After parking, he decided to keep it short today. He walked down and got on the main path of the Northern Greenway and began. He came along and had to cross the road then go up a slight hill thought a field to the woods.  Where this trail entered the woods it joined with other paths.

Looking ahead he saw a large man in a hood at the juncture of these paths inside the wood. The man appeared to be walking in his direction. The path was splattered with ice patches, and Frank glanced down a moment to watch where he stepped. When he looked up, the man was gone.

Frank hadn't looked down very long, less than a second. The man disappeared very quickly. He probably went up one of the other trails, but Frank was close enough now to see down these trails and there was no sign of the man. Frank paused at the intersection and looked about. The large oval track that circled the center of the park was just a few steps to his right, but looking both ways on the track he saw no one so the man couldn't have gone onto the track. He looked down the path ahead and the one to his left and there was no one in sight. Another path went off the one to the left at an angle, it was the ope where he had once encountered some deer, but he saw nobody on it either and he could see a good deal of it through the bare winter woods.

This was a bit disconcerting. He had been certain he had seen a man, a rather good sized man wearing a hood, but that man had simply seemingly disappeared.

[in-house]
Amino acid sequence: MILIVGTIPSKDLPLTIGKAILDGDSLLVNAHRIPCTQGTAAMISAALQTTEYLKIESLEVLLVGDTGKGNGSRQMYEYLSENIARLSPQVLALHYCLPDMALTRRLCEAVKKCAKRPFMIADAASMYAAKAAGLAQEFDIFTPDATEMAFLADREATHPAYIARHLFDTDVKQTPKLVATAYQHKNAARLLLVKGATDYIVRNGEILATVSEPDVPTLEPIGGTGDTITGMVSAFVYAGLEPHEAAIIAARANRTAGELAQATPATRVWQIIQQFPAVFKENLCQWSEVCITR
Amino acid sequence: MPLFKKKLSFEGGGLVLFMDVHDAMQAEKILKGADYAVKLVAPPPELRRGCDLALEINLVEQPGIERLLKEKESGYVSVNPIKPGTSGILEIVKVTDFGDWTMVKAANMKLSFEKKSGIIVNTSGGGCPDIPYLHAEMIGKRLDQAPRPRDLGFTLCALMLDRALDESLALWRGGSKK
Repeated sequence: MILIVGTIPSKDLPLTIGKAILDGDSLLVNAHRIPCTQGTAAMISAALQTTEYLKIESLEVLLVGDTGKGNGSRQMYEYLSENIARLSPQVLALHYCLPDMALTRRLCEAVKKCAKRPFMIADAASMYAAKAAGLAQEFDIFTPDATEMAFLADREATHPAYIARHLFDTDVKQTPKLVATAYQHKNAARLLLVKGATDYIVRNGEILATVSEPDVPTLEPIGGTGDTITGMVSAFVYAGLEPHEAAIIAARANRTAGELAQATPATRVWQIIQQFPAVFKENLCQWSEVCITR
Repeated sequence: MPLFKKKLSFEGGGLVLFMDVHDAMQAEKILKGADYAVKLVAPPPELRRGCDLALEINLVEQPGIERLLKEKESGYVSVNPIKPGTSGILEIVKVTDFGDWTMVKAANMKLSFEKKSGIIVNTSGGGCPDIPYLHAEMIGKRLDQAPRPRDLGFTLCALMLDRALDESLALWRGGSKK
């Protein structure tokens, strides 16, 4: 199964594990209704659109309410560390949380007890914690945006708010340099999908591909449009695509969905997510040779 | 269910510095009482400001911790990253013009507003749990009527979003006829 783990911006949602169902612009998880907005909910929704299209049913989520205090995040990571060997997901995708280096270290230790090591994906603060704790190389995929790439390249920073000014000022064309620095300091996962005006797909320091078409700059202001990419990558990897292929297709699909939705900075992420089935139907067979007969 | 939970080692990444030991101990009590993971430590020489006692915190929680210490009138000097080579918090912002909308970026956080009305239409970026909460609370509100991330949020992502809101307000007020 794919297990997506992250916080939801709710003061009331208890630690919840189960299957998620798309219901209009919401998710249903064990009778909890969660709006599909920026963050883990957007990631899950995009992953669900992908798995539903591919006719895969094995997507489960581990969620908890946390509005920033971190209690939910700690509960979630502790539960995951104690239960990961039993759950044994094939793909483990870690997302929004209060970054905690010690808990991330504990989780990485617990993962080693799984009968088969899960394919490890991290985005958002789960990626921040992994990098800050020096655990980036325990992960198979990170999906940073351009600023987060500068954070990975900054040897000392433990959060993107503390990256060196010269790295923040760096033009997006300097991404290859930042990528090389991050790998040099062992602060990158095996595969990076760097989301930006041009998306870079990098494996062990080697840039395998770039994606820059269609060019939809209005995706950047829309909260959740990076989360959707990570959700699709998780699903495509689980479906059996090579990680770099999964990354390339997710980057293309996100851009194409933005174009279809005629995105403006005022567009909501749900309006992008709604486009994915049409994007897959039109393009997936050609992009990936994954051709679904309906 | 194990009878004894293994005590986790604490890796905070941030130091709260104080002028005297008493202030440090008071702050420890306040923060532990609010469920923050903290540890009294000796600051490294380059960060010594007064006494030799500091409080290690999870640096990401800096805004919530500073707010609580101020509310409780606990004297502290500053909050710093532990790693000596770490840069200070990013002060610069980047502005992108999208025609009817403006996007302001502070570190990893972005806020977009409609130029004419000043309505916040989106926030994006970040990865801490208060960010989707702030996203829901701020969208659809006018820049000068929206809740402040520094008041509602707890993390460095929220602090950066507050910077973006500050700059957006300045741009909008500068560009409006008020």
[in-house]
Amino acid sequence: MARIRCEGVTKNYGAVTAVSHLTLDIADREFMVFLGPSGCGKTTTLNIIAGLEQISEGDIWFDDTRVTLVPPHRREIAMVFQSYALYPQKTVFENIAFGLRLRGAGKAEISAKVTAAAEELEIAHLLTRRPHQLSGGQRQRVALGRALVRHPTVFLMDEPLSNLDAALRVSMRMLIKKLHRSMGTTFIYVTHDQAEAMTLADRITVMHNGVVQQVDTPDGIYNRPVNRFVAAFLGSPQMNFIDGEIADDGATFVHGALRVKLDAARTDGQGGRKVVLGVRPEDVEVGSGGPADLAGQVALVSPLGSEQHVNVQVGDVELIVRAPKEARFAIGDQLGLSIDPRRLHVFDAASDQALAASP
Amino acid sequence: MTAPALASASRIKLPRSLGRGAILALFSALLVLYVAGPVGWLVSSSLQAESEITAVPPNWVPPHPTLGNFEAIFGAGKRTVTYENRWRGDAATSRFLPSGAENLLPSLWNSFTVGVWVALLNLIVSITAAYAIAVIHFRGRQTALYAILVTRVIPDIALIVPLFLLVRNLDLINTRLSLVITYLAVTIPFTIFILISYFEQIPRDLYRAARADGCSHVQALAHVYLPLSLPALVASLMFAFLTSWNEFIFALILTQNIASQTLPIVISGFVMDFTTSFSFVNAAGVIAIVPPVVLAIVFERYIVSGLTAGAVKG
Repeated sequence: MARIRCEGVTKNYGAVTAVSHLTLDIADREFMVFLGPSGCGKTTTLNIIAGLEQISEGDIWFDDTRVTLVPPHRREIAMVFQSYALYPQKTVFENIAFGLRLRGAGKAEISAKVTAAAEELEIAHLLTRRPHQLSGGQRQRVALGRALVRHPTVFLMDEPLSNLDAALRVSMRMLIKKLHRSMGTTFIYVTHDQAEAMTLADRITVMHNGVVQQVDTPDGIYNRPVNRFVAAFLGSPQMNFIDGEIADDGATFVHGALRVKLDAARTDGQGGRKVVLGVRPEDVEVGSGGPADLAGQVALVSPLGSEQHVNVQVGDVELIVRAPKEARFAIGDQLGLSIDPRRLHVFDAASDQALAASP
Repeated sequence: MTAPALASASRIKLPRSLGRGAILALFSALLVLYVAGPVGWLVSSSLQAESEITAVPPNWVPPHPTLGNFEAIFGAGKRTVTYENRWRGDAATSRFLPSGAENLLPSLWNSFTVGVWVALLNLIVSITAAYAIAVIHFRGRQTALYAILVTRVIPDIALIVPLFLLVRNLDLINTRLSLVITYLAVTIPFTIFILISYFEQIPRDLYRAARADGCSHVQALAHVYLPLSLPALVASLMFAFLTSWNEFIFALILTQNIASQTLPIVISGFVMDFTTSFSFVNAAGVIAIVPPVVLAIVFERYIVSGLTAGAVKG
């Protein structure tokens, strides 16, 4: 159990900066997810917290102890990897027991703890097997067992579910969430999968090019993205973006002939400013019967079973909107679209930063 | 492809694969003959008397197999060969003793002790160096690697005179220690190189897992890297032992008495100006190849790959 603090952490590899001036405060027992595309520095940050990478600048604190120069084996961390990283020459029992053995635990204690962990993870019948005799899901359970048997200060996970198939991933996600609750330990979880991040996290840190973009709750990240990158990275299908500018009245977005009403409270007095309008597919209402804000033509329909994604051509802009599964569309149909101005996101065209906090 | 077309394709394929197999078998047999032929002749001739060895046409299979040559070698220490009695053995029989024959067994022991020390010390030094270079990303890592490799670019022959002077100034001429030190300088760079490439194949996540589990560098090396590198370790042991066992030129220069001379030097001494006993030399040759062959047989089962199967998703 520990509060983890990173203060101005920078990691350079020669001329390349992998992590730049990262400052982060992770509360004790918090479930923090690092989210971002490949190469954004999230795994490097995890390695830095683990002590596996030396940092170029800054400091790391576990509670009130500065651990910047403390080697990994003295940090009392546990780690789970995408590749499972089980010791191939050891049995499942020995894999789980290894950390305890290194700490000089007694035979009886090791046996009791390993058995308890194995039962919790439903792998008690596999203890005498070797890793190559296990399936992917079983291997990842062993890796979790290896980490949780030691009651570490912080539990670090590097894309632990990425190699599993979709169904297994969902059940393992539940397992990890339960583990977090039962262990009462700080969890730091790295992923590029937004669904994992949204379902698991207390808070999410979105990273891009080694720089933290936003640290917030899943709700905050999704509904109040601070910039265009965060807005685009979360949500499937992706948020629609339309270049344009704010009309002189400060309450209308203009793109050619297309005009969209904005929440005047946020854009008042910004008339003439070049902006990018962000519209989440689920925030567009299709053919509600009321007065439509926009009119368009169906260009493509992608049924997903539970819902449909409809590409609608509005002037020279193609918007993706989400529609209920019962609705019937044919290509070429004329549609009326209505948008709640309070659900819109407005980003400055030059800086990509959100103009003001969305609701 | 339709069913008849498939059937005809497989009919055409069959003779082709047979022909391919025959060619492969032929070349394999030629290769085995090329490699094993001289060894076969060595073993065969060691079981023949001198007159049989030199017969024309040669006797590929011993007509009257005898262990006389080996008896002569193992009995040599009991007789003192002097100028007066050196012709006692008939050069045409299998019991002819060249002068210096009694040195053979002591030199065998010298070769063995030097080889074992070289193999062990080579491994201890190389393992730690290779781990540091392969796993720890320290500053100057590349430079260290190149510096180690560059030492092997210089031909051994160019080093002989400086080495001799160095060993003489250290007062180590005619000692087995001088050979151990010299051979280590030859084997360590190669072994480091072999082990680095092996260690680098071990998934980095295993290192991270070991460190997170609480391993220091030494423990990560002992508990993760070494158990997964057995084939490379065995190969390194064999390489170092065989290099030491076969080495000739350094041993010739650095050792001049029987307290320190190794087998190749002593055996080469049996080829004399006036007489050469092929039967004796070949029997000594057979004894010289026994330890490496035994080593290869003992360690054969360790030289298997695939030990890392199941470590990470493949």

Perhaps he had only imagined a figure. It had been a strange morning with his forgetting things he had done often enough to call them routine. Was there something going haywire in his brain? Had the cold finally gotten to him? Was he losing it?

Frank ambled down the path straight ahead and had gone a little ways when he saw the man. The man was on that wooded path after all. He could see him through the trees and he was just standing there. He was looking off in the other direction, slightly up, but just standing. Why would someone just stand about in the woods on a day like this?

Frank kept an eye on the man while walking. Finally the man began to walk too, going up that wooded path away from Frank. That path would curve away from this one he was on and go out to the garden road. Frank knew these trails well. Soon he could see the man no longer, but at least he was certain there was a hooded man.

Usually Frank would have continued out of Bellevue and into another park, but his hands were freezing. The wind had been blowing across him along this way and the chill went deep into his bones. He decided to go back a slightly different way, but one that would shorten his walk.

The path he was on crossed the garden path and so he turned up it, wondering if he would pass the hooded man coming down it. He called it the garden path because it passed through the center of several gardens on both sides of the path. These are rental garden plots and in the season full of vegetables. This was not the season. This was the heart of winter and the gardens were these scraggly, depressing patches now. Even the snow did little to make them less than forlorn. Yet up at the end garden, there was a car.